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Gluten-free? Tips for Successful Eating in Shared Housing

Celiac.com 07/09/2012 - These handy tips will help you to better navigate the challenges of gluten-free living in both dorm rooms and shared housing. Having the right tools, and adopting some wise practices will help you eat gluten-free week-in and week-out, without breaking your bank account, or risking gluten exposure.

Photo: CC--Stu_SpivackHaving a few tools can help your efforts come together much more easily, and keep your eating consistent over the semester.

Helpful tools:

  • Rice Cooker
  • Small Crock Pot
  • Microwave
  • Blender
  • Fridge/freezer (even a miniature one will come in handy)
  • Resealable freezer bags
  • Sharpie permanent marker

Shop wisely by making lists
What's the old saying? Proper prior preparation prevents poor performance? Nowhere is this more true than with a gluten-free diet. Planning your meals in advance can save you time, money, stress, and, of yes, the pain of an adverse reaction to gluten. This practice starts with shopping, and shopping starts with planning.

Make lists and use them. Check out Asian, Mexican, and other ethnic markets in your area. They often have good, gluten-free food at reasonable prices.

Cook your food in advance
You can make the most of your smart shopping practices by planning and preparing your meals in advance.

Consider spending one day each week, or at least a good block of time, cooking and prepping food. Just a few hours of gluten-free cooking can prepare you to sail smoothly through the week ahead. Use all the tools at your disposal. Use your crockpot, use your rice cooker, your freezer bags, and your markers.

Keep your own shelf and label your foods
Package and label the food you make, then store it in your fridge or freezer. By packaging and labeling food, your housemates are less likely to "accidentally" eat it. If they do, you'll likely be on top of the situation.

Keep gluten-free dry goods on hand
Having a drawer full of gluten-free food that does not require a fridge or freezer is also helpful. Good items to have include microwaveable rice, gluten-free pretzels, crackers, chips tuna fish, fruit snacks, and beef jerky.

Gluten-free Condiments
Keep a collection of spices and sauces to help keep your snacks from getting boring. Good things to keep on hand include honey, gluten-free tamari, mayonnaise, ketchup, mustard, and hot sauce.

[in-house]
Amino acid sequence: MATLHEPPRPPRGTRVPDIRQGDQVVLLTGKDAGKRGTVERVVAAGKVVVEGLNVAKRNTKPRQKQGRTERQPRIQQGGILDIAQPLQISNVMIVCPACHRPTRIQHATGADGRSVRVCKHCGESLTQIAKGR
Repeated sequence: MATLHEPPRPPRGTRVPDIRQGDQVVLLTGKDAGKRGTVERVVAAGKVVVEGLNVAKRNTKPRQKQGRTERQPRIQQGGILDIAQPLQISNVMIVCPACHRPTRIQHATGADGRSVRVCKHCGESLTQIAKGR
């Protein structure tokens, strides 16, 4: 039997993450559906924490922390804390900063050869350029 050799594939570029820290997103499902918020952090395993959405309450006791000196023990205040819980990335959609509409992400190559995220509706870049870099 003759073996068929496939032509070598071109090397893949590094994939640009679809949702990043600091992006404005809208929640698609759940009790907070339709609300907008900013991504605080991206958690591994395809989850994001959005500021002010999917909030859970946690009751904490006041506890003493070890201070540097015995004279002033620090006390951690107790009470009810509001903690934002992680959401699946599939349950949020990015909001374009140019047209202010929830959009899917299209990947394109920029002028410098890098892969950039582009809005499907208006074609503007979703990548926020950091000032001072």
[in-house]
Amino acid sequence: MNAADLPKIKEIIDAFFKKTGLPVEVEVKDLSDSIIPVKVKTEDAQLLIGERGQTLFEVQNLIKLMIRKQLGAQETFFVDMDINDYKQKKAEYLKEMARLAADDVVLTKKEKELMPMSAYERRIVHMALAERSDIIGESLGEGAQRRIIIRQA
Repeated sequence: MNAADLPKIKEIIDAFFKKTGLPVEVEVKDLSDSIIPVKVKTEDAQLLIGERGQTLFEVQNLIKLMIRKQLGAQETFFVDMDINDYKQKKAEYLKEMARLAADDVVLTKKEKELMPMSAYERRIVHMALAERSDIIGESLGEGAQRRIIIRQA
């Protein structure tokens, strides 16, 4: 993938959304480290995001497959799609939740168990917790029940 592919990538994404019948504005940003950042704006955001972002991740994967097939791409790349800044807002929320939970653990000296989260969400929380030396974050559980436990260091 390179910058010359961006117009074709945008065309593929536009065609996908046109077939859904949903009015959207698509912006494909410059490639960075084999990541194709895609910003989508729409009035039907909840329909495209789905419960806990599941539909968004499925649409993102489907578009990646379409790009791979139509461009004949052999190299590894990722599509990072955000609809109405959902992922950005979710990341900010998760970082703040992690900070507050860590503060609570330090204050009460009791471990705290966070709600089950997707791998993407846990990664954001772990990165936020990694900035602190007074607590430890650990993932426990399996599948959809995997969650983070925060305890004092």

Cover the Basics
Make sure you keep simple items that are rich in protein and carbohydrates on hand, so that you won’t go hungry and will always have gluten-free food available.

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Avoid the Dining Hall
Unless your dining hall is one of the more progressive campus dining halls that offer a variety of good, reliable gluten-free foods, you should avoid it.

Some good foods to prepare in advance or keep on hand include:
Fried rice - Frying rice is a good way to use leftover food, and it's easy to pack and take with you to campus. Try it with lots of veggies, meat, eggs, and any other items that seem tasty.

Grilled or roasted chicken, or other meats cut into small slices - These are great items to add to your fried rice, or to your pasta sauce.

Stews, soups or casseroles - Stews, soups and casseroles freeze easily and age well. They can be prepackaged and frozen ahead of time. They can be easily thawed in the bag by placing them in the microwave, or in lukewarm water.

Sauces - Making sauces in advance and freezing them can cut your food prep time during the week. They can give you plenty of room for adjustment and broaden your options. Ideas include: Pasta sauce, pizza sauce, sweet and sour sauce, teriyaki sauce,

Pizza - Use your favorite gluten-free pizza crust to make gluten-free pizza. Then place it in individual bags, label and freeze. If you have hungry roommates with boundary issues, consider numbering the bags to keep track of them.

French toast - Making French toast with your favorite gluten-free bread is a great way to have a quick, reliable breakfast ready to go.

Fruit - cutting up fruit and putting it in bags for the week ahead is a great way to be ready to make quick breakfast smoothies, or to have a great fruit salad ready to go.

Yogurt and kefir are also good to have on hand. They are excellent for making fruit smoothies, or for giving you much needed protein and fat with that fruit smoothie.

Dessert items - Chocolate chip cookies, brownies, and cakes are a great way to enjoy dessert when you want it without being forced to choose from the often dismal gluten-free selection at the local coffee shop, or the over-priced frozen section of your local grocery store.

Lastly, compile a list of reliable local eateries where you can get good, safe gluten-free food when you are in a pinch, or need to dine on the spur of the moment.

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2 Responses:

 
Ginger
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said this on
17 Jul 2012 9:03:44 AM PDT
Love this info, helpful.

 
raewyn
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said this on
22 Jul 2012 1:18:19 AM PDT
This was very useful.




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Dang! If I lived that close to Chicago, I would definitely go to the University of Chicago's celiac center even just to hang out with some celiacs or celiac-savvy folk! (Maybe visit Aunt Mary too....) Consider a second opinion. Some people spend more on their Friday night bar tab instead of paying for a second opinion (cash) if they went out-of-network (insurance). Your current GI must suspect something (e.g. parasite). Maybe he is hoping it will resolve on its own (frankly sometime this approach works), but that side pain for over a year is not normal. Keep advocating. ?

Cycling Lady, LMAO at IBeStumped! So true. Yes, he is trying the band aid approach it seems. That's probably the most frustrating thing of all. So yesterday I get a call back from his office and they say to stop taking the Viberzi and switch back to Imodium! I reminded them that Imodium didn't work, I had already used it 8 days with no changes. His assistant informed me that that is all he can recommend at this time until he sees me at my next appointment which is 5/24! I live near Chicago and I am about to make an appointment to go to the University of Chicago hospital which is the top celiac research hospital in the country. Hopefully they can give me better answers.